The Next Chapter In Syria's Civil War
The battle for the city of Idlib. We’ll get insight on the latest cruel chapter in Syria’s long civil war.
Joshua Landis, Syria specialist and professor of Middle East studies at the University of Oklahoma. (@joshua_landis)
Josie Ensor, U.S. correspondent for The Telegraph. Previously, she spent four years covering the war in Syria, based out of Beirut. (@Josiensor)
From The Reading List
The Telegraph: “My memories of Syria, where the world collectively lost its humanity” — “Every year in my job covering Syria, I told myself that at least the next one couldn’t possibly be worse than the last. But each year seemed to outdo itself.
“Along with colleagues posted in Beirut, I discovered there were somehow always new depths to plumb, even greater misery to report, as the war went on.
“Lebanon is the hardest of postings. You spend most of your time covering a place that is just a few hundred miles away but largely impossible to access, and that creates a cognitive dissonance. You watch videos of dead and dying children, file your story in time for deadline and then meet your friends for late-night cocktails in one of Beirut’s many bars.”
Syria Comment: “Nikolaos van Dam on Syria, Assad, the Opposition, Refugees, Kurds, Terrorism, & the Future of the Middle East: Preface to the Arabic edition of Destroying a Nation: The Civil War in Syria” — “As there has been such a high demand for an Arabic translation of my book Destroying a Nation: The Civil War in Syria, which appeared less than a year ago, I am glad that it now appears for the first time in Arabic in an updated and extended version.
“The fact that it appears some seven years after the start of revolution and war in Syria provides an opportunity to look back at developments in Syria with some more knowledge and insights of what has actually happened. From the very beginning of March 2011, the Syrian Revolution has been a highly controversial subject because of completely opposing and conflicting views among the warring parties concerned. My aim is to look at the developments with some more distance, instead of choosing sides, and following the motto of Albert Einstein that ‘you can never solve a problem on the level on which it was created’.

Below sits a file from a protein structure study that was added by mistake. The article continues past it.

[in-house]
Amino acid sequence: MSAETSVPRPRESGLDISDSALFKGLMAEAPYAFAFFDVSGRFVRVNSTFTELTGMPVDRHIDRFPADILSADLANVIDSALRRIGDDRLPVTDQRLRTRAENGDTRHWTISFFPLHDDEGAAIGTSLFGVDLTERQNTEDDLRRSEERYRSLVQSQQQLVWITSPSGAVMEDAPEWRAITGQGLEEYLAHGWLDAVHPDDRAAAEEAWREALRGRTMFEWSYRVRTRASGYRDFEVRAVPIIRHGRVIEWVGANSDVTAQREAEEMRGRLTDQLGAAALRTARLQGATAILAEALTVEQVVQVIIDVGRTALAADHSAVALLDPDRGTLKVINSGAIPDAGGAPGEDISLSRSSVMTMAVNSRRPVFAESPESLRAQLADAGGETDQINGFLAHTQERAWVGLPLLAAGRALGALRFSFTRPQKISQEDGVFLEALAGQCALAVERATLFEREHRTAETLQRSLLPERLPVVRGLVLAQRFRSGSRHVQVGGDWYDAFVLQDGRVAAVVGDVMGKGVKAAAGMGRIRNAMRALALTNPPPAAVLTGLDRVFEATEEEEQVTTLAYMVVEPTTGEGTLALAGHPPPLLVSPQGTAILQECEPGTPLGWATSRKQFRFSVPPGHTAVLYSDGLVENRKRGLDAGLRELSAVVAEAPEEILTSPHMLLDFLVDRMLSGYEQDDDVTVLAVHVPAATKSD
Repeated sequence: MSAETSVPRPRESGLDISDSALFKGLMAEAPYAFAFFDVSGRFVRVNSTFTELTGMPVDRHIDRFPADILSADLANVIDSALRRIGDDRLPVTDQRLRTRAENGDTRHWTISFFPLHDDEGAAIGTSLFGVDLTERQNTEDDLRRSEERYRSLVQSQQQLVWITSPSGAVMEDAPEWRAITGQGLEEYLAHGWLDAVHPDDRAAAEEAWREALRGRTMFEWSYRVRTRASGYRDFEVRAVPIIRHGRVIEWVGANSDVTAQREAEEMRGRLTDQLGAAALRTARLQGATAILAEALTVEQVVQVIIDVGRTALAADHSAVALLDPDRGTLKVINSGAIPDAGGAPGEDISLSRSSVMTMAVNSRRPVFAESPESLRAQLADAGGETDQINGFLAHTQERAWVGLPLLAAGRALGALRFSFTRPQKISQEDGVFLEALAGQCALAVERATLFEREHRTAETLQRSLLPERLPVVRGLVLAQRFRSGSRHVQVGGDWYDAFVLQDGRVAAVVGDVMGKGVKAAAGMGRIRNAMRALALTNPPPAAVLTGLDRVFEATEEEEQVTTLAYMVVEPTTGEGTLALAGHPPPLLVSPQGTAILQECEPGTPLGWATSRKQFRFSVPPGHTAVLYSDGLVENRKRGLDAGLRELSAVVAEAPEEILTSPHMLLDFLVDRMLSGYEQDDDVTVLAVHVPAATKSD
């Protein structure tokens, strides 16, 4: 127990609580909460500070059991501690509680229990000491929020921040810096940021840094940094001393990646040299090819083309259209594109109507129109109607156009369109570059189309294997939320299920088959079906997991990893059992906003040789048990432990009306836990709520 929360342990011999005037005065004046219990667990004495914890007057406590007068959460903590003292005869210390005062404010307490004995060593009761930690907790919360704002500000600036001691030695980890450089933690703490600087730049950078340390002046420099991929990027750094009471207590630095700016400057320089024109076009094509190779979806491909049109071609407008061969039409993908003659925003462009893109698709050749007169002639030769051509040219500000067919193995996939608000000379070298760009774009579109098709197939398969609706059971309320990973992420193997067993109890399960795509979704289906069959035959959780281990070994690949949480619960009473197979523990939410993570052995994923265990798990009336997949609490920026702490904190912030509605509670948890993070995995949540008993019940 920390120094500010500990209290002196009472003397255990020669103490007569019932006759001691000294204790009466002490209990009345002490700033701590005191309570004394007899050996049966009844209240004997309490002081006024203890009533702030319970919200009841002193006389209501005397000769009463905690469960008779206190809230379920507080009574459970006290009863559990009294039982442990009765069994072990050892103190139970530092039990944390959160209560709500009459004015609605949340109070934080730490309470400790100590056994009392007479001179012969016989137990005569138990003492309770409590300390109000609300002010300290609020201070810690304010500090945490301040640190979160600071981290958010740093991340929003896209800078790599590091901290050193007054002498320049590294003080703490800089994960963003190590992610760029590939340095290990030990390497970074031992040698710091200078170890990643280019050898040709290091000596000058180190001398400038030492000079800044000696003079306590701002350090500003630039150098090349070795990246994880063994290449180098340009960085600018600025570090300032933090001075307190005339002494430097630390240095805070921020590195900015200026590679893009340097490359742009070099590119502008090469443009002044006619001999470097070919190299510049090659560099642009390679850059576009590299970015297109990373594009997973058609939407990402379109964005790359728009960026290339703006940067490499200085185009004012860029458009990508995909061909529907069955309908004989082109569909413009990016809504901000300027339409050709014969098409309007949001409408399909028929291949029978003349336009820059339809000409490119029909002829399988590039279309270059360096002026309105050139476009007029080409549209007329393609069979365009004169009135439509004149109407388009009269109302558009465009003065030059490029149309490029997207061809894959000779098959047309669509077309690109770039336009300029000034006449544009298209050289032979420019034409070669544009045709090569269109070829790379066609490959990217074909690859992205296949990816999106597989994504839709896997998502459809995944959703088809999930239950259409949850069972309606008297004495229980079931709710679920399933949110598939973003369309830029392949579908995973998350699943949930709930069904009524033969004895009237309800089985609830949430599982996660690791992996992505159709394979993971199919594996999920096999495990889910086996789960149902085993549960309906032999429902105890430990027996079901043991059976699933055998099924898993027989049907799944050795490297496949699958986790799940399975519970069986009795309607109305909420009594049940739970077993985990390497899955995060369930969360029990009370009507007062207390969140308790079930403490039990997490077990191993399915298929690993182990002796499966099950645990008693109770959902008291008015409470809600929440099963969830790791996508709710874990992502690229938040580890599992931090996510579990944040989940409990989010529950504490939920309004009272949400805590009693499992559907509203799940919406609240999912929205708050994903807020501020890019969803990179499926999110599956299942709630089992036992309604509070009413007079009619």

“The Syrian Revolution that started in 2011 did not come out of the blue, but was a result of decades of developments under Ba’thist rule since 1963. The year of 2011 has become a very important turning point in Syrian history because the wall of silence and fear was broken for the first time among large sections of the Syrian population, as they rose massively against the Syrian regime. And even though Syrian history as a result might be divided into a period before and after 2011, it would be better to say that modern Syrian history has been marked by various important turning points, of which the 2011 revolution is just one, albeit a very important one which will be described extensively in this book.
“There were, of course, more turning points in the period after Syria became independent in 1946, after the French had left the country when their mandatory power ended. I will mention here only three: 1963, 1970, 1976-1982, next to the fourth of 2011.”
The Telegraph: “Exclusive: Syrian forces deliberately shot elderly women” — “Syrian government forces deliberately shot elderly civilians in the rebel-held north-west and sought out Turkish military posts for attack in direct violation of a ceasefire deal, intercepted radio communications shared with The Telegraph reveal.
“President Bashar al-Assad’s regime is regularly accused of targeting non-combatants in the nine-year war, but there is rarely evidence to prove the attacks are premeditated.
“The recordings reveal how soldiers from the Syrian army’s 25th Division, a notorious elite special mission force known as the Tiger Forces, opened fire on what they identified to be a group of old women.”
This article was originally published on WBUR.org. [Copyright 2020 NPR]